5. Dutch                     1               0               1
  6. Eritrean                 1               0               1
  7. Ethiopian               1               0               1
  8. German                  1               0               1
  9. Ghanaian               0               1               1
  10. Indian                  2               0               2
  11. Indonesian          10            18             28
  12. Kenyan                 0               0              1
  13. Mexican                1               0              1
  14. Nicaraguan          0               1               1
  15. Russian                1               0              1
  16. Sudanese            1                0              1
  17. Tanzania             2                0              2
  18. Ugandan             0                1              1
  19. Zambian              0               1              1




ECD-Double Degree participants  closing ceremony
































Enjoying a small snack and a drink





















On 10 June, 2014 the current ECD students met for the Negotiation Game: International Macroeconomic Policy Coordination.

Objectives of the Negotiation Game:

  • to discuss the current state of the world economy and identify its problems,
  • to identify main problems in policy coordination and identify advantages of coordinated action and
  • to draft a joint plan of action to improve global economic conditions. This plan addressed the following issues:
    • How to handle the global recovery and how to prevent future instability? What types of fiscal, monetary and exchange rate policies are required and how can they be coordinated?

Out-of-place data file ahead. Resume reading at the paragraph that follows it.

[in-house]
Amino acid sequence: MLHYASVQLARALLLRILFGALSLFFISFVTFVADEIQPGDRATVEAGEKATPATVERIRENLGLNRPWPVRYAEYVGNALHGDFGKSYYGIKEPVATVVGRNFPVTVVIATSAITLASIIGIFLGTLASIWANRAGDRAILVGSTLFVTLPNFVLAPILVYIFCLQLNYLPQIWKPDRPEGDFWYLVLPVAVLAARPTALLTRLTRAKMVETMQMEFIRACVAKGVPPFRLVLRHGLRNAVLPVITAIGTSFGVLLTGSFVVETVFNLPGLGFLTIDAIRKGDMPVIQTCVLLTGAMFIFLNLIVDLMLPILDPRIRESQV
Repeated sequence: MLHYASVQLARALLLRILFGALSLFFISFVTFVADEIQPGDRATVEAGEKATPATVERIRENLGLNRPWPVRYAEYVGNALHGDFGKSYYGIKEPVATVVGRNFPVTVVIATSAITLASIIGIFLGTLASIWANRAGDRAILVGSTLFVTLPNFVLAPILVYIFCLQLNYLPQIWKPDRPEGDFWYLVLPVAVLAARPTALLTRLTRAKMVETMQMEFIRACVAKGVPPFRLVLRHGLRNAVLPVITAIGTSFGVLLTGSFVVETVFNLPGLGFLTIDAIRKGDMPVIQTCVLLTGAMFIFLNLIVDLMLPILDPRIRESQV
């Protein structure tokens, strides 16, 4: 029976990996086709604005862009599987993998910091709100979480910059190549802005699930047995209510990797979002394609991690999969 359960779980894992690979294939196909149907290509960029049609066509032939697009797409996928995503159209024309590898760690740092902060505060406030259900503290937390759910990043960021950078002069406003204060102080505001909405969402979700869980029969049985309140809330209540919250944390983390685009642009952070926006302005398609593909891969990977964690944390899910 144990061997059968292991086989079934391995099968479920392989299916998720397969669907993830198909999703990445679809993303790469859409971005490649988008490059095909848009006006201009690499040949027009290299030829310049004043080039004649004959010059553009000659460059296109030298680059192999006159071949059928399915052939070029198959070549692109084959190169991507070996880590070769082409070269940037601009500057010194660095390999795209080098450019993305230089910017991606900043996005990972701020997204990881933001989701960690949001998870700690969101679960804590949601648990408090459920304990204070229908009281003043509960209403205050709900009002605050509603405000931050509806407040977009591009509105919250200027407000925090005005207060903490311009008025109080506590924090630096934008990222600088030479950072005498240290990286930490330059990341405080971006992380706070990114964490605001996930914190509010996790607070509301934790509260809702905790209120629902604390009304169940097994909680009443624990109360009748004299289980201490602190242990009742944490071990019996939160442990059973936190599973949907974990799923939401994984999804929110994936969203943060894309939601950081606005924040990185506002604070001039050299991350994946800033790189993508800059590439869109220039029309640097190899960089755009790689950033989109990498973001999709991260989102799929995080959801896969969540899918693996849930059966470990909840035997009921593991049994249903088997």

• Which financial regulatory reforms are necessary to deal with the financial crisis and prevent future crises? Should these steps be taken at national level or at the global level?
    • What reforms are necessary in IMF facilities, conditionality and governance for it to play a constructive role?
    • What should be done to ensure that low-income countries be able to reduce poverty and achieve the MDGs in the face of global instability and recession?

The meeting take place the form of a negotiation where through convincing arguments the net gains from international policy coordination assessed and a joint plan of action adopted.

International Macroeconomic Policy Coordination


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Delegates of International Monetary Fund (Chair and Secretariat)

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Delegates of Brazil, India, Indonesia and South Africa (BIIS)

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Delegates of China









Delegates of European Union (EU)








Delegates of United State of America (USA)

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Delegates of Least Developed Countries (LDCs)








Negotiation Game delegates

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BlogMinisters, Ladies and Gentlemen, I am very pleased to address this first meeting of the IMF, and especially to have the opportunity to congratulate Rahman Fazli as he assumes one of the leading seats of the organization at this important period for economic development.

The IMF and its policy dialogue with its 188 members finds key synergies with the WTO and the World Bank. Our three institutions’ actively collaborate both to advance the growth of world trade and to achieve coherence in global economic policymaking. The joint statement by the heads of the three organizations bears testimony to the importance of integrating international efforts in support of global development strategies, a strong multilateral trading system, and a sound international monetary and financial system. But such collaboration is only a part of a broader coherence–in the policymaking of all members of the international community–that brings trade together with macroeconomic, financial and development policies into a cohesive whole.